Purchase this article with an account.
Mathieu KUNZI, Timoth� Laforest, Laura Kowalczuk, Francine F Behar-Cohen, Christophe Moser; Transscleral optical phase imaging (TOPI) of human retinal pigment epithelium. Invest. Ophthalmol. Vis. Sci. 2019;60(9):4741.
Download citation file:
© ARVO (1962-2015); The Authors (2016-present)
Numerous studies have shown a morphological change of retinal pigment epithelium (RPE) cells in age-related macular degeneration, diabetic retinopathy, uveitis, and other chronic retinal diseases suggesting the high importance of these cells in the disease development state. However, no clinical mean to observe and quantify RPE cells is currently available, preventing the diagnostics and evaluation of potential treatment effects. We developed a new eye imaging modality, called transscleral optical phase imaging and conducted a proof-of-concept study on humans to show the ability to image and quantify in-vivo RPE cells.
Our technology combines an innovative transscleral retinal illumination coupled to a full-field adaptive optics high-resolution imaging system. Infrared illumination beams are projected directly on the sclera, and the transmitted light provides an oblique illumination of the eye fundus. This illumination prevents strong light reflection at the photoreceptor interface, revealing the underlying RPE layer. A study aimed at imaging the RPE layer with our experimental TOPI device was performed on 7 healthy participants.
High-resolution images of the RPE layer were obtained in all participants, enabling counting and a morphology analysis (density, area) of the cells. The acquisition time necessary to observe the RPE layer was between 2 and 5 seconds. The resulting numbers are comparable to the values found in the literature, both from in vivo and histological measurements.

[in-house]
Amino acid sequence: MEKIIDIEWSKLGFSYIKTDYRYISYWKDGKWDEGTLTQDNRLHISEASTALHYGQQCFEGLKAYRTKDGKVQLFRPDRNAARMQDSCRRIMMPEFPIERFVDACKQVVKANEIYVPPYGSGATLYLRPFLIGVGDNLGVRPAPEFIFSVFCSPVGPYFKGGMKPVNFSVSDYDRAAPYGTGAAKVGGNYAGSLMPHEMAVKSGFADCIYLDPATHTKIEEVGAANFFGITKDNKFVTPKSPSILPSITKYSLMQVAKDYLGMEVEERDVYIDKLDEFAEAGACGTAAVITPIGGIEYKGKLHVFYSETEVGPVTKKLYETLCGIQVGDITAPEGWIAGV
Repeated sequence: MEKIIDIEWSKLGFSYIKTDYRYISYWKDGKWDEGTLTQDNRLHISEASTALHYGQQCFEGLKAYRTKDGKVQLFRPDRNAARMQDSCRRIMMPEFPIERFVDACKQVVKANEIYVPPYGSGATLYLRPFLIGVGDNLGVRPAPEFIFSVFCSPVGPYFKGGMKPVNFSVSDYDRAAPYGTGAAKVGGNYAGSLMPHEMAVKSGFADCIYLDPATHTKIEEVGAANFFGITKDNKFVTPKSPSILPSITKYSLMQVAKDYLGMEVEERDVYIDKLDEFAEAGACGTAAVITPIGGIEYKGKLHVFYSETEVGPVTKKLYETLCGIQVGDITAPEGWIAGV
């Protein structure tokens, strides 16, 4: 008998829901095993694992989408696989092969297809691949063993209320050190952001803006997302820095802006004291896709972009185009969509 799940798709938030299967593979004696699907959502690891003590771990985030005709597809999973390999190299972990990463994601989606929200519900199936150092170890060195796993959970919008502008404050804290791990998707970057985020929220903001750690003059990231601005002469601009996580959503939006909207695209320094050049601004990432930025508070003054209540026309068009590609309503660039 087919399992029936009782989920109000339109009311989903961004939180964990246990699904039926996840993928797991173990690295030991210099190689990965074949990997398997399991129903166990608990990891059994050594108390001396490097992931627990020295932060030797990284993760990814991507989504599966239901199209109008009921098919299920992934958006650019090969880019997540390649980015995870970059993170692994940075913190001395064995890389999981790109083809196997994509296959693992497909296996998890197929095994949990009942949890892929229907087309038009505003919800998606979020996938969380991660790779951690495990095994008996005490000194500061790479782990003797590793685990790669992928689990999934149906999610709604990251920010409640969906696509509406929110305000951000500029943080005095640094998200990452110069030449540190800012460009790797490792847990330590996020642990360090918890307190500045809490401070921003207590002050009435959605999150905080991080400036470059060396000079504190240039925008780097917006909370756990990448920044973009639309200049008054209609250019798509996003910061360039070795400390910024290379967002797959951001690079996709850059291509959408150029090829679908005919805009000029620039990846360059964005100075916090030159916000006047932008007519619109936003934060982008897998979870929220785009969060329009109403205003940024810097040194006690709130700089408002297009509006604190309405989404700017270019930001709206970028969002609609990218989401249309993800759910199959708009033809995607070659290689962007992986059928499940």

The results of the study demonstrate the possibility to image and quantify in-vivo human RPE cells using TOPI, within a few seconds. It is, to our knowledge, the only technique demonstrated to image the RPE with high contrast, cellular resolution and fast enough to be compatible with a clinical examination. It therefore makes the technology promising for evaluating early state of retinal diseases and monitor treatment effects.
This abstract was presented at the 2019 ARVO Annual Meeting, held in Vancouver, Canada, April 28 - May 2, 2019.
Fig. 1.In vivo RPE of a human volunteer. (A) SLO (Optos) image of Subject S7 left eye fundus. The yellow square illustrates the position of the TOPI image.(B)TOPI image of the RPE layer. The individual RPE cells appear in dark with bright edges.
Fig. 2. In vivo RPE TOPI images of seven healthy volunteers (S1 to S7). (Left) TOPI images of the left eye of each volunteer taken at different eccentricities from the fovea. Scale bars = 0.12°. (Right) RPE cell area (Top) and density (Bottom).
This PDF is available to Subscribers Only